BEIJING, 2 August 2021 – A province-by-province analysis of China’s post-COVID economic stimulus done by Greenpeace East Asia shows a widening split between provinces leading in the post-Covid green recovery and those lagging behind, especially coal-dependent provinces, with disparities in the amount of fiscal stimulus package and how they spent aid money.
“While some parts of China are working towards a green and just recovery, others are missing the boat entirely. There are two splits happening. First, certain provinces are performing better in their ability to identify and address COVID-relief gaps with fiscal response. Second, provinces differ in how they utilize the stimulus package. The way local governments are conceptualizing their opportunities to stimulate the economy in a green and sustainable approach is still a big issue.” said Liu Wenjie, a policy analyst of Greenpeace East Asia.
Greenpeace East Asia analyzed local government work reports, regular disclosures, public finance ledgers, and media reports to track how different provinces directed stimulus packages from COVID-relief national bonds, municipal bonds, and tax allowances. Available disclosures showed that about 90% of COVID-relief national bonds went to general infrastructure and 60% of new-added municipal bonds went to “other traditional infrastructure.”¹ Meanwhile, only 15% of new-added municipal bonds went to green, sustainable, or low-carbon projects — including green infrastructure, green transport, and agriculture, forestry, and waterways.
The percentage that did go to green projects was highly-concentrated in a few jurisdictions, particularly Tianjin, Shanghai, and Guizhou. These leaders had better performance across two core indicators: percentage of green municipal bonds out of total municipal bonds and fiscal stimulus as a percentage of provincial GDP. Tianjin invested heavily in ecology, environment, and conservation — almost 50 billion RMB. Meanwhile, Shanghai addressed green transportation. Guizhou directed more than 10% of municipal bonds in agriculture, forest, and water projects. On the other hand, Shanxi and Inner Mongolia — both of which have become highly-dependent on coal mining and energy production — invested extremely little in green projects.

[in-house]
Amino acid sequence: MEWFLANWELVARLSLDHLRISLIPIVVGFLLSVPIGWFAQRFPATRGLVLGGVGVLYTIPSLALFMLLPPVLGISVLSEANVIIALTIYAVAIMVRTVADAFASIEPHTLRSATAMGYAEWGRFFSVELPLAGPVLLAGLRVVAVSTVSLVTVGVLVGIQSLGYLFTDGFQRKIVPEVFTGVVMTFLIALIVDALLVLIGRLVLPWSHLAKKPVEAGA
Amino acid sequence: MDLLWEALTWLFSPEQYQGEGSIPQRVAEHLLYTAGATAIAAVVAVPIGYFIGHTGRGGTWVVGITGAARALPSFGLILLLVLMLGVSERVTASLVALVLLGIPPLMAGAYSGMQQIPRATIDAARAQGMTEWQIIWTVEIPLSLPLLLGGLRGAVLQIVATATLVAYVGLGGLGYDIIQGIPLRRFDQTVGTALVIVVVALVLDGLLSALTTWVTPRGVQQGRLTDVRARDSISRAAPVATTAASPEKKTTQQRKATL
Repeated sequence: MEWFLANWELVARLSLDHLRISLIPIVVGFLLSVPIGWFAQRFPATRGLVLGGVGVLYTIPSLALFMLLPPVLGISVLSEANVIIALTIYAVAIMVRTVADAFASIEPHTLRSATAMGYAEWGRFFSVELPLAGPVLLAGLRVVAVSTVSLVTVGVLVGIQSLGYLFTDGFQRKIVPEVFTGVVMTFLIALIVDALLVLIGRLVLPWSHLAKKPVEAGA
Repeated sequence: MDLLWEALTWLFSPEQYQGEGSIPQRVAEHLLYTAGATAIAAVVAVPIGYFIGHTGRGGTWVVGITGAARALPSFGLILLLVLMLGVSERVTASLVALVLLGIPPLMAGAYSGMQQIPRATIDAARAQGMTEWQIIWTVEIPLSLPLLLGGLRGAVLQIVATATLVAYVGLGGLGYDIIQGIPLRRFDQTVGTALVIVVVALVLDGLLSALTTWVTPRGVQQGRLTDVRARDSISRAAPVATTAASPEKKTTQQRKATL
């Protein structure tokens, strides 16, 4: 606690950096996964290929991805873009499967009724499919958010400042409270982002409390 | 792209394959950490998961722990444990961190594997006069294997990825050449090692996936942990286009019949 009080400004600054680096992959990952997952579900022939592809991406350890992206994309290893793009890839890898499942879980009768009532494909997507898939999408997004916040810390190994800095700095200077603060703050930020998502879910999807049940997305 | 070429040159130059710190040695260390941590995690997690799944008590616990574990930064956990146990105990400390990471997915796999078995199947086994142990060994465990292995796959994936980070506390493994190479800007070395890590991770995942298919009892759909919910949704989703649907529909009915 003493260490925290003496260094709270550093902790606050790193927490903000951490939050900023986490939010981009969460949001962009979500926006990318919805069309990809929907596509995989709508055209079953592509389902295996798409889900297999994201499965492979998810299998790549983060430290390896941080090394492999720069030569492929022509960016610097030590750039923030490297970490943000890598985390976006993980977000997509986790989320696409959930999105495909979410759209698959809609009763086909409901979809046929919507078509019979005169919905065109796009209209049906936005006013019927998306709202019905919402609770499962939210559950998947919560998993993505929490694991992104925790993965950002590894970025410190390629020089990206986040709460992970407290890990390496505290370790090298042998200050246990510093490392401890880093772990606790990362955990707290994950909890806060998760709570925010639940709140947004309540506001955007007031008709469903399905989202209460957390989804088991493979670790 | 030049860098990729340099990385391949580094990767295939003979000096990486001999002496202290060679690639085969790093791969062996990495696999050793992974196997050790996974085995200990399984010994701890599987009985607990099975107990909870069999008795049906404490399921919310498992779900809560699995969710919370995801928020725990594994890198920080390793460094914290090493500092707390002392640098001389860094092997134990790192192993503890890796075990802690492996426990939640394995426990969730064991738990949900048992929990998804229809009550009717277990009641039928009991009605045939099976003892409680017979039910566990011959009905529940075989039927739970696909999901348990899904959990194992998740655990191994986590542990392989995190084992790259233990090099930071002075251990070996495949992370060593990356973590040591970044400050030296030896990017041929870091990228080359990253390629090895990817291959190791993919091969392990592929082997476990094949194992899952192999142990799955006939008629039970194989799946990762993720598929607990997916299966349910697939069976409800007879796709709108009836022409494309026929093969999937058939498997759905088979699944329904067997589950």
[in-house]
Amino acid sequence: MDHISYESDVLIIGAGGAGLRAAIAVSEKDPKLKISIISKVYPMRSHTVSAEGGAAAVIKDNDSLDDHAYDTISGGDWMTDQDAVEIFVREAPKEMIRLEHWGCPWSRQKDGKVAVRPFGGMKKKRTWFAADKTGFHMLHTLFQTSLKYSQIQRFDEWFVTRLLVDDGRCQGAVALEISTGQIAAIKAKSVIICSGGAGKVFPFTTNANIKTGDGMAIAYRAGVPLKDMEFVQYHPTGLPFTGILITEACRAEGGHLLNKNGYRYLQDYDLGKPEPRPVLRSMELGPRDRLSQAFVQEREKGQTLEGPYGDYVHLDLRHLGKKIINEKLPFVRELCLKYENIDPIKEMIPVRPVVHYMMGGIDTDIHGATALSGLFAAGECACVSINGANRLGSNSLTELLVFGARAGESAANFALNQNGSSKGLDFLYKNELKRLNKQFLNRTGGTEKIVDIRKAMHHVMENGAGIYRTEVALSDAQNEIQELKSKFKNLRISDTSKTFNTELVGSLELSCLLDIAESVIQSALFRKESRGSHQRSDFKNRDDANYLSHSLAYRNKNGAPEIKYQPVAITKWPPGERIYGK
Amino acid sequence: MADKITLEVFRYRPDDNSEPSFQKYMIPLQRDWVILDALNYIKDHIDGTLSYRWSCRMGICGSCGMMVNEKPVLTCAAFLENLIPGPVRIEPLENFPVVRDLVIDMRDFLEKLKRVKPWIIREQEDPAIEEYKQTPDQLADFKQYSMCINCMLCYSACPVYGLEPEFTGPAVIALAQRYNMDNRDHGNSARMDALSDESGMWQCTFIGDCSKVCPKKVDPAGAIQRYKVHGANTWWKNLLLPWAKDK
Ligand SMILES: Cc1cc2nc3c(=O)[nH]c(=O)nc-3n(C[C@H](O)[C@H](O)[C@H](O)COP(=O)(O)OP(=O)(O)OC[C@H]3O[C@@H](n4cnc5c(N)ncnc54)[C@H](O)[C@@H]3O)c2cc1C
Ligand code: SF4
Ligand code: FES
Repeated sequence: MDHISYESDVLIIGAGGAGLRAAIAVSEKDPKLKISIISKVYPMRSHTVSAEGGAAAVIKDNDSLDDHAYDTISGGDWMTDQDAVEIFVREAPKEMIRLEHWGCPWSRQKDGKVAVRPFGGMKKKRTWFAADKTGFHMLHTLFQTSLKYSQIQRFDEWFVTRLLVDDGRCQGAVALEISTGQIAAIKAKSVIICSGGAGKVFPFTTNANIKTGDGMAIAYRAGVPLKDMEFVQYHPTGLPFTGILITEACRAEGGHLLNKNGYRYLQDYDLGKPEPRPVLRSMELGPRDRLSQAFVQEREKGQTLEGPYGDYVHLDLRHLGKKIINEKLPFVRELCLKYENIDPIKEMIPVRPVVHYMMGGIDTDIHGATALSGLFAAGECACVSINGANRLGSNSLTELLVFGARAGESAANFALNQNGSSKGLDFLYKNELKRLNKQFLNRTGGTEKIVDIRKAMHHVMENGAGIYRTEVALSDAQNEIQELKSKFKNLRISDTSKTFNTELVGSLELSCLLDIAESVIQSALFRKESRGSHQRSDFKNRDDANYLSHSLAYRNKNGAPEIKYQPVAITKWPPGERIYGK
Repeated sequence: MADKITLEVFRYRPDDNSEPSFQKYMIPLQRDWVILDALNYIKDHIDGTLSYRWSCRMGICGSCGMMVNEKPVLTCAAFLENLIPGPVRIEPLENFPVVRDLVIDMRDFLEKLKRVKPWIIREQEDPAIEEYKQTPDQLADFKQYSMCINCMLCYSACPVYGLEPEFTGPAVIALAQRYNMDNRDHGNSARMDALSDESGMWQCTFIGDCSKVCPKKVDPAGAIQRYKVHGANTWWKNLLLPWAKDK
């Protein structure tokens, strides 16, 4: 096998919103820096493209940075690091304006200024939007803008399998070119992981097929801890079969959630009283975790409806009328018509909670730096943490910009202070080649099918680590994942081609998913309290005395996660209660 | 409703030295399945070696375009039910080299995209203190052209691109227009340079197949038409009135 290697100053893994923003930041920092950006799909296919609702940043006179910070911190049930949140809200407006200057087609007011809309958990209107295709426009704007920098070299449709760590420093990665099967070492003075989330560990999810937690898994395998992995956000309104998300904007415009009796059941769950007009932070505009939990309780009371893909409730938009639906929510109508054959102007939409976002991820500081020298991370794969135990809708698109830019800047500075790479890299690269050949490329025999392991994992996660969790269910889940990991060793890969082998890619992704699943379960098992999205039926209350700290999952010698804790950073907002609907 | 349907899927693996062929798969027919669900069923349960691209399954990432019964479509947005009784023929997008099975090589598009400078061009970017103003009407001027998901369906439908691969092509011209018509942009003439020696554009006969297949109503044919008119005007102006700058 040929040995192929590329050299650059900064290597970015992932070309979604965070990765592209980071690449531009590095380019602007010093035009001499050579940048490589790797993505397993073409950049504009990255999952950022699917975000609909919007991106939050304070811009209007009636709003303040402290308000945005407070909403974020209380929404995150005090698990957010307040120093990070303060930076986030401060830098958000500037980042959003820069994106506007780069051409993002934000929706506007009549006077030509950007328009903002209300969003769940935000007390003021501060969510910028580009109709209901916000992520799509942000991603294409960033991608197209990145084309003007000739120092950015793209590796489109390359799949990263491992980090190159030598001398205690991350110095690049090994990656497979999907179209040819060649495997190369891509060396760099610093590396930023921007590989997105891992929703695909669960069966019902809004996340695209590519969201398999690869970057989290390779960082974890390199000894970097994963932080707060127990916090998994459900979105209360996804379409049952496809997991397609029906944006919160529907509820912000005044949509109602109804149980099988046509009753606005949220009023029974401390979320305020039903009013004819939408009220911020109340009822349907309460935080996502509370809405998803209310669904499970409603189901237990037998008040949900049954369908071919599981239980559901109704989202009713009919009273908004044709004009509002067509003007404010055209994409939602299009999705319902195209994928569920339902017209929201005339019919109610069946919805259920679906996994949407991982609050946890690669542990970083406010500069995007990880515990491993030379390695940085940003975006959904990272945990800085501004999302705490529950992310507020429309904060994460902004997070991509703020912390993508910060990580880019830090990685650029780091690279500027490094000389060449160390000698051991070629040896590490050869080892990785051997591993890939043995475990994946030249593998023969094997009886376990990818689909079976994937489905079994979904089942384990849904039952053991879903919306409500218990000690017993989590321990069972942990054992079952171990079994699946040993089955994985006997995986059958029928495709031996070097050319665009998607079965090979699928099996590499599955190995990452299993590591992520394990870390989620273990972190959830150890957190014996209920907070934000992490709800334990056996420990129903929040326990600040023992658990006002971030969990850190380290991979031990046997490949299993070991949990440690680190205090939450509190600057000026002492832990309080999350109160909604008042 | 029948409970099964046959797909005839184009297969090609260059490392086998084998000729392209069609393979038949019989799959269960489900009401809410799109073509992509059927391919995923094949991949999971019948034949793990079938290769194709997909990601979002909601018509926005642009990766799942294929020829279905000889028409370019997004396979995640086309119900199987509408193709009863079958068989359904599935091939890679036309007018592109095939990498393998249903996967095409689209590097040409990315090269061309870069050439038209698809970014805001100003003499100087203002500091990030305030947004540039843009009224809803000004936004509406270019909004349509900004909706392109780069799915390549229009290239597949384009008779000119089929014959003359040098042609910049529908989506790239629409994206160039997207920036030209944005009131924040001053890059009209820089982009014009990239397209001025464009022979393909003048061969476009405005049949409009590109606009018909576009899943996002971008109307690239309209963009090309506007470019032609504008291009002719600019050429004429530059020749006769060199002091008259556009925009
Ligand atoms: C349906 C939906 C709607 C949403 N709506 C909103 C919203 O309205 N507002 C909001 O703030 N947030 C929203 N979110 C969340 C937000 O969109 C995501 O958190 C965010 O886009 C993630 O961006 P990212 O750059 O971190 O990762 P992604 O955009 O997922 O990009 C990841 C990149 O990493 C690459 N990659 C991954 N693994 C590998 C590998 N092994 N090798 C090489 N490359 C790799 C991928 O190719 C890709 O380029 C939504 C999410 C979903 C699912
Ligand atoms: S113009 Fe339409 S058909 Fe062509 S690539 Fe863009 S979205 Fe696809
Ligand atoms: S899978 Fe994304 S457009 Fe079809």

“It’s crucial that local governments see the options on hand. Provinces that have relied on coal are seeing diminishing returns. As their traditional sector shrinks, how are they framing growth? Local governments’ understanding of how to boost the economy, create jobs, and transition development are quite connected. The better they understand one, the better they’re performing on the other,” said Zhang Kai, the deputy program director of Greenpeace East Asia.
For both the central and local governments to better assess the effectiveness of the stimulus in response to Covid-19 and shift towards a green recovery, China’s government needs to establish a green fiscal database and overall increase local governments’ disclosure of fiscal expenditures for such investments on the project level. Economic stimulus measures need to be evaluated post-facto, with impact evaluated on a multi-level sustainability framework for economy, society, and environment on short-, mid-, and long-term benefits of different stimulus profiles.
- “Other traditional infrastructure” includes municipal construction projects, public housing, neighborhood and infrastructure rehabilitation, public health infrastructure, and poverty eradication-related infrastructure investments, among others. In new-added municipal bond disclosures, this is categorized separately from the transportation and energy sectors. In COVID-relief national bond disclosures, however, these are grouped together as “general infrastructure.”
Full research briefing available here (in Chinese).
August Rick | Greenpeace East Asia, Beijing | [email protected]Greenpeace International
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